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I have a sample of people (n=36) with a mean cholesterol level of 4.1. The reference table states that the normally distributed population has values between 3.2 and 6.2 (95% confidence interval).

Can I conclude that the sample group has a different cholesterol value than “the normal population”? I have to solve this using a significance level of 0.05, showing all steps required.

I honestly have no idea where to start, but this is how I tried:

xbar = 4.1
n = 36
pop.mean = 4.7 (right?)
pop. standard deviation = 0.7653 (not sure about this one either)

I was trying to get the sample standard deviation from the population sd, but I'm not sure if that's possible at all. And that's where I'm stuck. How do I need to approach this?

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    $\begingroup$ Where is the 4.7 population mean coming from? Where is the .76 population standard deviation coming from? Also, if this is homework please add the "self-study" tag. $\endgroup$ – TrynnaDoStat Feb 4 '15 at 21:51
  • $\begingroup$ Yes, this is a homework task - sorry, I didn't know about the self study tag. I took th emean from the provided confidence interval (95%) (3.2+6.2)/2 to get the population mean, and then tried to calculate the population standard deviation based on the fact that the upper lever equals µ+1.96σ. And please correct me if I already screwed up on this. How would I approach this to conclude that the sample group has a different cholesterol value than the population? $\endgroup$ – derBrain Feb 4 '15 at 22:10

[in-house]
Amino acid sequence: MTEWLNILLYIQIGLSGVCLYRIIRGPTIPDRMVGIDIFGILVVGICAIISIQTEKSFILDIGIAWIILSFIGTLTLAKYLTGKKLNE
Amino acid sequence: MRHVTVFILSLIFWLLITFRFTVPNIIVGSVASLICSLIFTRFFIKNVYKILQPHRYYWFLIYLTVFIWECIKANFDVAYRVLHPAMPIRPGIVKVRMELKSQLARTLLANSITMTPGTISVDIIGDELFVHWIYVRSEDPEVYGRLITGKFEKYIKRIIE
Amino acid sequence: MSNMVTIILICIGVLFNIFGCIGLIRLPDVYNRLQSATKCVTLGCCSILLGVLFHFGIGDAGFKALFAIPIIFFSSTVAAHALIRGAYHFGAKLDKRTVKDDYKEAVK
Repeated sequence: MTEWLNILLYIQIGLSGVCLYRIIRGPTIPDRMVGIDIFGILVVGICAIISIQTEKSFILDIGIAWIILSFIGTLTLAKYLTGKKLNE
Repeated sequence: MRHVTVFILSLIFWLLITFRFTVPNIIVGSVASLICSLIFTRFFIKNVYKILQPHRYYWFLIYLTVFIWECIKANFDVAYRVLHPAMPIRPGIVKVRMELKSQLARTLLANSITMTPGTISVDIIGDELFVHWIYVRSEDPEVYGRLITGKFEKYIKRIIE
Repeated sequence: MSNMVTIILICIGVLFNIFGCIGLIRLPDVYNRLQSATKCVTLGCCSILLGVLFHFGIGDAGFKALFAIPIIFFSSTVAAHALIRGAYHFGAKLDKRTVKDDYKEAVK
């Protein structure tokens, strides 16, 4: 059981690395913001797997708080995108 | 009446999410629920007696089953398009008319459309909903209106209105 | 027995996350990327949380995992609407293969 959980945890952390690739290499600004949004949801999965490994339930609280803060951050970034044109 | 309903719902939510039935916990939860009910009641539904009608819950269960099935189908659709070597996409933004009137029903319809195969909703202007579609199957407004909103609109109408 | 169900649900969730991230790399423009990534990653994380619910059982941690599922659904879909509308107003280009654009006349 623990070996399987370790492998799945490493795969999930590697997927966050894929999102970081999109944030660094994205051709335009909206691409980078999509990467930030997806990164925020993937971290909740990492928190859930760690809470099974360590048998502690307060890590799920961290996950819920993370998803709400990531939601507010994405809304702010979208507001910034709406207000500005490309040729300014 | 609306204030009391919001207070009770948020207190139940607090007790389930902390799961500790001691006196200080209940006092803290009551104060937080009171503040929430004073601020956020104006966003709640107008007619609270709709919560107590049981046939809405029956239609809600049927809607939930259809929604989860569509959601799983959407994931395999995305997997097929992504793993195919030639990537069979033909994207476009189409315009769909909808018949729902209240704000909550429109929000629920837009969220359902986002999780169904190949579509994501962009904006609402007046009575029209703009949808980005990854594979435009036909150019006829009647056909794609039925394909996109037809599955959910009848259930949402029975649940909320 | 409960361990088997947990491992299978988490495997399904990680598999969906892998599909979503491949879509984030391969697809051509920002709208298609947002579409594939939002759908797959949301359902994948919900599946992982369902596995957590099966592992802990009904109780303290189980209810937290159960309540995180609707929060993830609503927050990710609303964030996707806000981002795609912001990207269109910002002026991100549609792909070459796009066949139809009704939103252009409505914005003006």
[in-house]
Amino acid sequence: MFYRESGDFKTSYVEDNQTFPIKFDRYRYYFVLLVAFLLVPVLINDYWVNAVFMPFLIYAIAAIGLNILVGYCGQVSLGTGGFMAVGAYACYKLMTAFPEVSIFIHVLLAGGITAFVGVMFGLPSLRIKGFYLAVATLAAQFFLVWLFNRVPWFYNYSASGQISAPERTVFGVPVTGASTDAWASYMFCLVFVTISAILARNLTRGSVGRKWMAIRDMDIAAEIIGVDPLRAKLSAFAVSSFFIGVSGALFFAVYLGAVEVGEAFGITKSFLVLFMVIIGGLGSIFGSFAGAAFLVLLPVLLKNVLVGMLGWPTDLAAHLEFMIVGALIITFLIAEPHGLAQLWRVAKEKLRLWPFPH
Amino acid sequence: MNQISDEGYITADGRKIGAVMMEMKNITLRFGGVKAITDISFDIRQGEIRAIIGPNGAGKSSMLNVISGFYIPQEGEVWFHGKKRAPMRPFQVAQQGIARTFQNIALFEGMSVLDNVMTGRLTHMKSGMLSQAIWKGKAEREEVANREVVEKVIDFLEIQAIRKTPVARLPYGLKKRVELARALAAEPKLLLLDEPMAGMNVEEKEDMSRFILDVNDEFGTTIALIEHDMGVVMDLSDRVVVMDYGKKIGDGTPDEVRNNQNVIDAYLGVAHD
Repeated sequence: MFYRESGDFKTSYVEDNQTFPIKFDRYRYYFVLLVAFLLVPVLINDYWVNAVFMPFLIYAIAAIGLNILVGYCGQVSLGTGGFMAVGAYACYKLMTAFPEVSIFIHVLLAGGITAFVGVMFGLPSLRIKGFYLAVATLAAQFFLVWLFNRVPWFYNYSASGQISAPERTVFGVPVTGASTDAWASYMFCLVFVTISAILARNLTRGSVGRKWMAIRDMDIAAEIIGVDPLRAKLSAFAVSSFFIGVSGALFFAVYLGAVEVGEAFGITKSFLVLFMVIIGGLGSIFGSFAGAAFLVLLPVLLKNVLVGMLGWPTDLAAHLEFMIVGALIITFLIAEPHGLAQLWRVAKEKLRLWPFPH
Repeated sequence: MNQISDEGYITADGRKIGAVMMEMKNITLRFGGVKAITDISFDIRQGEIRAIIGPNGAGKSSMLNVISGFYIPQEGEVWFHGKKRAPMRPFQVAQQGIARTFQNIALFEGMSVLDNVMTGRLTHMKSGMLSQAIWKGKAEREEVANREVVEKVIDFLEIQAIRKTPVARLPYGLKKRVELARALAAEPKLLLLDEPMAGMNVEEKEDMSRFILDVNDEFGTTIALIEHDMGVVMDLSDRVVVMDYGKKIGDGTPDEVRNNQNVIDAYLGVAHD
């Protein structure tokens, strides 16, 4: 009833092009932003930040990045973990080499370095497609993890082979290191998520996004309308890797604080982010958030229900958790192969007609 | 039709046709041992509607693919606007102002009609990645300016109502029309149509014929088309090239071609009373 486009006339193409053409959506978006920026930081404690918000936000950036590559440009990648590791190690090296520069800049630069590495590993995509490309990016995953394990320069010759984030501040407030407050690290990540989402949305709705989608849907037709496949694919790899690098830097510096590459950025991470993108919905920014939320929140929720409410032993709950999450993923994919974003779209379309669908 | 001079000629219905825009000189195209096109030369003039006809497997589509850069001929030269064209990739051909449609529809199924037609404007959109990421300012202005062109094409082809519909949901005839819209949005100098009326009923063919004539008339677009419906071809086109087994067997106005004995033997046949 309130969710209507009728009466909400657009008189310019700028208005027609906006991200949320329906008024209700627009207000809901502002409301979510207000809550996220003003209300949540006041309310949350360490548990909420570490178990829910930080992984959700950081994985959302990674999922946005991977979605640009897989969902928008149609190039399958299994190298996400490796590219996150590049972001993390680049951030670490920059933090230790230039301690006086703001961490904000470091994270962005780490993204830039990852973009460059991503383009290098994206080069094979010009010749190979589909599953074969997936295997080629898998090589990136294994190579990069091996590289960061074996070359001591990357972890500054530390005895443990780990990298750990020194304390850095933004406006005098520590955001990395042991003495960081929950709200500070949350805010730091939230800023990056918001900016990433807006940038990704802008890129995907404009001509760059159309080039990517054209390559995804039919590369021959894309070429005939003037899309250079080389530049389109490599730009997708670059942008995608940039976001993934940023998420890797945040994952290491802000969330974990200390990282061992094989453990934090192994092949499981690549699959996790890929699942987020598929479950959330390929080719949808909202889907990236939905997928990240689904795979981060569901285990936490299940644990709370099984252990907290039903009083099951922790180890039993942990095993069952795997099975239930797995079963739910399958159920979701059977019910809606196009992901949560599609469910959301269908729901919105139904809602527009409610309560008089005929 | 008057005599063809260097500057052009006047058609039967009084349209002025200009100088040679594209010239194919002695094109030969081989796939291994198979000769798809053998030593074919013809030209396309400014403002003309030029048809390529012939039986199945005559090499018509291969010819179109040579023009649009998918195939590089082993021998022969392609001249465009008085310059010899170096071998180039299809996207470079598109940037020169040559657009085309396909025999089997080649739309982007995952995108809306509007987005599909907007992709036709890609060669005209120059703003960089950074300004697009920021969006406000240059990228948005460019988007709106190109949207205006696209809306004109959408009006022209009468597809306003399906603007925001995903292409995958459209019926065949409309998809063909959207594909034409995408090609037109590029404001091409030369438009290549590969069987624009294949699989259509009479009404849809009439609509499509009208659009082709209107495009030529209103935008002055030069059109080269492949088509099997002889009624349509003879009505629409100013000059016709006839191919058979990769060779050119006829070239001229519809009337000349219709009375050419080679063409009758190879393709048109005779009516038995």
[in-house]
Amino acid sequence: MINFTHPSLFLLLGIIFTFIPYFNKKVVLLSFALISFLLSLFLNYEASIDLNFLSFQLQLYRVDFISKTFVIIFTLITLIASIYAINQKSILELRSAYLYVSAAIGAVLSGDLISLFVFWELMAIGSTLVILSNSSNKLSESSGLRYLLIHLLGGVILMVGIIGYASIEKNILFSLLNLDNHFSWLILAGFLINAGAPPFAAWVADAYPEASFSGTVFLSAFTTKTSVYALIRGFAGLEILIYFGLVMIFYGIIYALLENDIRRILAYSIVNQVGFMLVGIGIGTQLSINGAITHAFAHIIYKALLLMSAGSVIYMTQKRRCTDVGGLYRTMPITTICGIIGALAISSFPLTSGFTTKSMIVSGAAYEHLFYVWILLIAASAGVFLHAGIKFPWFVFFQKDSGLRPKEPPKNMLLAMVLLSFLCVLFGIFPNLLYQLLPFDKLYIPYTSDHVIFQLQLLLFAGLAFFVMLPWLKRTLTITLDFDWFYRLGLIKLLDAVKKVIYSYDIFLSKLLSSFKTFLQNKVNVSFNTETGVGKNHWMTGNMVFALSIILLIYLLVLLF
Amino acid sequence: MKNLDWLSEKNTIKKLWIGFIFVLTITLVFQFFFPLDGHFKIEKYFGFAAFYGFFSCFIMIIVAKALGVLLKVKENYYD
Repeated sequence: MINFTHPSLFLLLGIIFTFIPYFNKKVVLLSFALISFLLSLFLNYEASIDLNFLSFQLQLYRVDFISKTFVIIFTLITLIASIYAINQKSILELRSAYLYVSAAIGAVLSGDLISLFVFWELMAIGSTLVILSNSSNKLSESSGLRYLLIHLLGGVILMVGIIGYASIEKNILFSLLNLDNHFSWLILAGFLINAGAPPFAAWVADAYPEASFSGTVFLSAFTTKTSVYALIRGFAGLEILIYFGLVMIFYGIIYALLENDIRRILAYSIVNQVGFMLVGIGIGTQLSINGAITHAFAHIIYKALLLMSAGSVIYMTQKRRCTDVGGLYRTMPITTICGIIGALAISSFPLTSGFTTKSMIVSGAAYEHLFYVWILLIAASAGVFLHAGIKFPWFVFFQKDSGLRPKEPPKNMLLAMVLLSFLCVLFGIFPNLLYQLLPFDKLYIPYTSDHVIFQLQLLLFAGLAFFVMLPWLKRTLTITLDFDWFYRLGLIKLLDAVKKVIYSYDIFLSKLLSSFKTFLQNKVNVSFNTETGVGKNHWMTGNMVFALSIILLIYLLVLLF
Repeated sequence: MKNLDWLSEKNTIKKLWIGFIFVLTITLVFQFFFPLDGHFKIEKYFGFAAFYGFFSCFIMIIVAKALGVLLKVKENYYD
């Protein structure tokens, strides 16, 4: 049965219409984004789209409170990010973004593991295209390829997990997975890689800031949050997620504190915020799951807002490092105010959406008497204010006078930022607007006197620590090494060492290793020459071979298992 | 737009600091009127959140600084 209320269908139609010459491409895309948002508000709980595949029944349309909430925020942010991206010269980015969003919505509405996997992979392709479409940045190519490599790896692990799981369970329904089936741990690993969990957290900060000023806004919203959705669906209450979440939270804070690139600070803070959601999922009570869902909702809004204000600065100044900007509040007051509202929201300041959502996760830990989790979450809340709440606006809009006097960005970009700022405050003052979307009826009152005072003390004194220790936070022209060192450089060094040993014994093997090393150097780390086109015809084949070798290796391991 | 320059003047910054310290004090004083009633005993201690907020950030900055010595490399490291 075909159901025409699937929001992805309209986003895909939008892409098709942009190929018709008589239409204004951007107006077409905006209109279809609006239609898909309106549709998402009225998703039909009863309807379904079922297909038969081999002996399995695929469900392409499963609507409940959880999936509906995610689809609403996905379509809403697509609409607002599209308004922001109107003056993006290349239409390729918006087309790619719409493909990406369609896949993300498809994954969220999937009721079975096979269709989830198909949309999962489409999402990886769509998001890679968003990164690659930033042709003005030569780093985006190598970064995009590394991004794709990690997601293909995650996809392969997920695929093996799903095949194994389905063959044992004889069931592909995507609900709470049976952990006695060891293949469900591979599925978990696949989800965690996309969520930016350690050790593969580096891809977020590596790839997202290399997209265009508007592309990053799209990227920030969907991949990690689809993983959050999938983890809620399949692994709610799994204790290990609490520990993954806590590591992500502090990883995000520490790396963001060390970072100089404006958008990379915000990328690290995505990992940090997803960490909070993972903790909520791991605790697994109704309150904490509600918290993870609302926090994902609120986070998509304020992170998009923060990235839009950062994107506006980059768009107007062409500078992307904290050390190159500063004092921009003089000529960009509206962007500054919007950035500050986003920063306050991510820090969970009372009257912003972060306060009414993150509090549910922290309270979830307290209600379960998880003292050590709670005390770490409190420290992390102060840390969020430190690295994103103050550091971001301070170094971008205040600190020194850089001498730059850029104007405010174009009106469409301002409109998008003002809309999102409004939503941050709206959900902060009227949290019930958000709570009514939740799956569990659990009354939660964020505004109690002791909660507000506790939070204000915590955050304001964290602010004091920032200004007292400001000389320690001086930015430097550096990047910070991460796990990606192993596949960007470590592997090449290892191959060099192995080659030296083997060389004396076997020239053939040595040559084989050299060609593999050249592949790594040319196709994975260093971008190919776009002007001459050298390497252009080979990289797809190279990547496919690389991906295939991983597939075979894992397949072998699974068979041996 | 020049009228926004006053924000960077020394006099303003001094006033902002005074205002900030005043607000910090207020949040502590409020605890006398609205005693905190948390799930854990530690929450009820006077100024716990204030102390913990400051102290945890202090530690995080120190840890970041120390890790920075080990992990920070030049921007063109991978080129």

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The assumption of a normal distribution may be heroic here. If the assumption may be made then I assume that your population standard deviation is half the range of the population 95% confidence range divided by 1.96. In that case the standard deviation of an estimate of the mean of a sample of size $n$ is (population s. d.)/$\sqrt{n}$. You can then use this estimate to test if the sample mean is within the 95% range for a samp[le mean drayn from a normal distriution.

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  • $\begingroup$ Thanks for your reply. So this is how I came up with the population sd: upper limit = 6.2, pop.mean is half the range of CI = 4.7 -> 6.2=4.7+1.96*pop.sd -> solving for pop.sd = 0.7653. But how do I continue from here? how does the pop.sd help me with the sample mean of 4.1? Sorry, I'm absolutely brain frozen, I've been staring at this for hours now.. is the sample.sd = pop.sd/sqrt(36) = 0.12755? $\endgroup$ – derBrain Feb 4 '15 at 22:28
  • $\begingroup$ based on this, the 95% confidence interval i calculated is 4.06 <= 4.1 <= 4.1359. how does this help me with the conclusion that the sample cholesterol level is different than the one of th epopulation (it seems like it's not different at all..) $\endgroup$ – derBrain Feb 4 '15 at 22:32
  • $\begingroup$ If the population mean is 4.7 then a 95% confidence limit for the mean of size n is (4.7-1.96 * (populatio s.d.)/$\sqrt(n)$ , 4.7+1.96 * (populatio s.d.)/$\sqrt(n)$ ). What is the probability that a sample of 36 with mean 4.1 was drawn from that population $\endgroup$ – John C Frain Feb 5 '15 at 23:33

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